Over the past year, I've been able to keep my memory of my grandfather somewhat alive. I've got the Wild West Weekly stories to read, and now I've got the unpublished stories that I found. But sometimes it's almost as if he's turned into some other kind of entity, like an estate. It's evenings like this that I want the person, not the memory or the legacy, back.

I think he would have given practical advice on how to structure this confounded memoir, and would have given me some tips on the writing process. I think he also would have told me when I was making excuses or whining or too ambitious or when he thought I was full of shit. But most of all, he would have been a cheerleader - someone who really believed that I could write something of quality and would tell me that. When you think of it, a good mentor has all of these abilities.

But I am so very lucky in a lot of ways, even though he isn't here. I can read PULP WRITER again, closely, and especially the parts when he was struggling. I also have his journals from the years when he was really struggling (1950-53), and while a lot of it is mundane, (fed the dog, went for a walk, etc.) there are parts that will help me. For a while I guess that will have to do.

I had two very good mentors while I was going through the process of writing my parts for PULP WRITER. Dan Horowitz, my advisor in college, was the first. Even though Smith College is a very liberal and PC-conscious school, and most students write their honors theses on lofty subjects, he did not once show me that he thought writing a thesis on pulp Westerns was a ridiculous idea. The other was Ann Parker, a mystery author, who I worked with at my job in Livermore. I had failed miserably as a science writer for the Lab's monthly magazine, and to say that I was very discouraged is a massive understatement. Ann met me for lunch occasionally and over a course of a few months, encouraged me and when the time was right, suggested that I deliver ten pages by our next meeting. Very simple baby steps. Yet it made a world of difference.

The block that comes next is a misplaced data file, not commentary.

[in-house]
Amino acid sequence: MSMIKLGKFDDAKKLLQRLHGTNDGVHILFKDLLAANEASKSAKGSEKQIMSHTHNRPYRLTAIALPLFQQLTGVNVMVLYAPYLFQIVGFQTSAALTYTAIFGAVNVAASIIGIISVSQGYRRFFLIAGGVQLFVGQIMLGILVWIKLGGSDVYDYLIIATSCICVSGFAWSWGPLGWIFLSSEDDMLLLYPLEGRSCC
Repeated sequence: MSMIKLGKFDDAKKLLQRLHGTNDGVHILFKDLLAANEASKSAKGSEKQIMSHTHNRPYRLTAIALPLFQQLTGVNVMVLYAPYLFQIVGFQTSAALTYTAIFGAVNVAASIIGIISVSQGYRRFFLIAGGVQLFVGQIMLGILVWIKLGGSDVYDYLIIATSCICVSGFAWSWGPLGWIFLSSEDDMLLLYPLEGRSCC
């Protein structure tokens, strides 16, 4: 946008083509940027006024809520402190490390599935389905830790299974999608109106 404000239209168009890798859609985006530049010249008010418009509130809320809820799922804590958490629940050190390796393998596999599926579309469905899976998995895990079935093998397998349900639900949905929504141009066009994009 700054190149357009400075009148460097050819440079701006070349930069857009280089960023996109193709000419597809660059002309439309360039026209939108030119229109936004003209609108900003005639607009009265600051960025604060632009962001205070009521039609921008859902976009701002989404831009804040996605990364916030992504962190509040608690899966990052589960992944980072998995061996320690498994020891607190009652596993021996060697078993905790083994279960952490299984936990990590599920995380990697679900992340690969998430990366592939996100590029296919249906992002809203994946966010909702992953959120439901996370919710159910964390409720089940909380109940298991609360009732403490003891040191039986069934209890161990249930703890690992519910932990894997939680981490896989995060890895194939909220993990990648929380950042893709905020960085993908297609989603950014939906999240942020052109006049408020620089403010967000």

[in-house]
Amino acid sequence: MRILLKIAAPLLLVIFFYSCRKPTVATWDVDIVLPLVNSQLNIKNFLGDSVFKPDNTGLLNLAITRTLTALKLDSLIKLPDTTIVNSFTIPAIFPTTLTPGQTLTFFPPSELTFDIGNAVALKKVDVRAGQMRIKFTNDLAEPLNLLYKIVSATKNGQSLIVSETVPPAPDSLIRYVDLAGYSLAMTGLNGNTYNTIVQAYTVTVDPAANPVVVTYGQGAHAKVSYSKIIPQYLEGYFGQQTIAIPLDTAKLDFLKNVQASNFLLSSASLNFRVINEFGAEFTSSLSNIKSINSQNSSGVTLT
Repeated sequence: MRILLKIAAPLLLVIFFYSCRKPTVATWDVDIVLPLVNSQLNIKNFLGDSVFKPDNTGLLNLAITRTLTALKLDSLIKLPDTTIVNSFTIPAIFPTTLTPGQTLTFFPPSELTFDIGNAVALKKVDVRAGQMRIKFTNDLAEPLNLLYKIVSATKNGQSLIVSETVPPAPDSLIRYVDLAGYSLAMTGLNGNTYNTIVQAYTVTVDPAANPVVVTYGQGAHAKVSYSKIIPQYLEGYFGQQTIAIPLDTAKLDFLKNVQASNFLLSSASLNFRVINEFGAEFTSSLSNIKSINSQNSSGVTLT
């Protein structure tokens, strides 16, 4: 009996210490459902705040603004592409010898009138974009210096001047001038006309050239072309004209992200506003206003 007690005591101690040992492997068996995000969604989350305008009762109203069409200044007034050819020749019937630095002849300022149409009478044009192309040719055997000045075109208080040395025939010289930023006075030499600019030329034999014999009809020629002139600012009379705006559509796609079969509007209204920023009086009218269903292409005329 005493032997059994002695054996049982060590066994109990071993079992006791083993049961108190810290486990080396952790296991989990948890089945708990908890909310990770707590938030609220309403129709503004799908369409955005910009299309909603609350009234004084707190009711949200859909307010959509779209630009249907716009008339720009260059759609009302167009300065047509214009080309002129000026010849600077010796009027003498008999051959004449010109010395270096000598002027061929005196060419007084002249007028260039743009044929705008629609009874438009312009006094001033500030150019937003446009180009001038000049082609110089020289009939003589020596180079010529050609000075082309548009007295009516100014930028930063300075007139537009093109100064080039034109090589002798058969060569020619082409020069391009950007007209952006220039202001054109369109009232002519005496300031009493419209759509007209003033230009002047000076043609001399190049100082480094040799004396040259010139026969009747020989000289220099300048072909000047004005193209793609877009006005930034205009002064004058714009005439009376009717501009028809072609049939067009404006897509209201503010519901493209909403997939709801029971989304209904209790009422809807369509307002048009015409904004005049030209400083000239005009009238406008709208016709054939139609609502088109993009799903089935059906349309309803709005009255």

Mentoring can be a very fulfilling endeavor and having a mentor is something that many writers crave. But I imagine that being a mentor can be very time consuming. Thank your lucky stars if you have one. I think we should have a National Mentor Appreciation Day.

Enough of me. What about all of you? Who were, or are, your mentors? Are they still around? I'd like to hear about them.

Tuesday, April 27, 2010

Windy City Pulp and Paper Convention - A Stunning Success

Walker Martin was kind enough to write up a report on the Windy City Pulp and Paper convention in Chicago last weekend. Here's his report:

I'm back from an eventful four days at the Windy City Pulp convention in Chicago. I got up Thursday at 4:00 am and met a fellow collector for the drive to Ed Hulse's house where we packed boxes and pulp cover paintings into a 12 passenger van. Then four of us began the 14 hour drive to Chicago, which was completed in one insane burst of speed, with very few stops along the way. We arrived at 8:00 pm and headed for the hospitality room where the festivities were already in full swing. Thank god they had beer and potato chips.

Despite some pre con worries about attendance, I saw and talked to many members of the PulpMags group. All told, there were over 400 registered attendees and around 125 tables, packed with pulps, pulp reprints, vintage paperbacks, old movies on dvd, and pulp artwork. Once again I was in pulp heaven and almost overdosed due to pulp fever. PulpMags members that I saw and talked to were the following serious collectors: